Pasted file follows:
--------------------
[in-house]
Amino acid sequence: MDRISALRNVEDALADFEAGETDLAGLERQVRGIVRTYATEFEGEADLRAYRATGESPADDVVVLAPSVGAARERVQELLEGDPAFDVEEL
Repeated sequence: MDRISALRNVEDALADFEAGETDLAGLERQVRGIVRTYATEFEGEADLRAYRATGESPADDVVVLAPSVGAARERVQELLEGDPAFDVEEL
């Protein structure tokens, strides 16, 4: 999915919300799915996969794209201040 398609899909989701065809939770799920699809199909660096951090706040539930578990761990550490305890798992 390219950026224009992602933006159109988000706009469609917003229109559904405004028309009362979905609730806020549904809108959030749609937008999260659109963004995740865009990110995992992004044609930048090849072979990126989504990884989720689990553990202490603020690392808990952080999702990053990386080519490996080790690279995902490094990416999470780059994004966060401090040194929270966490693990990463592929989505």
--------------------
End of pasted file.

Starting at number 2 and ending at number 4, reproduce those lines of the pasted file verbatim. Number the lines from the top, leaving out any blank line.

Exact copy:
Amino acid sequence: MDRISALRNVEDALADFEAGETDLAGLERQVRGIVRTYATEFEGEADLRAYRATGESPADDVVVLAPSVGAARERVQELLEGDPAFDVEEL
Repeated sequence: MDRISALRNVEDALADFEAGETDLAGLERQVRGIVRTYATEFEGEADLRAYRATGESPADDVVVLAPSVGAARERVQELLEGDPAFDVEEL
């Protein structure tokens, strides 16, 4: 999915919300799915996969794209201040 398609899909989701065809939770799920699809199909660096951090706040539930578990761990550490305890798992 390219950026224009992602933006159109988000706009469609917003229109559904405004028309009362979905609730806020549904809108959030749609937008999260659109963004995740865009990110995992992004044609930048090849072979990126989504990884989720689990553990202490603020690392808990952080999702990053990386080519490996080790690279995902490094990416999470780059994004966060401090040194929270966490693990990463592929989505």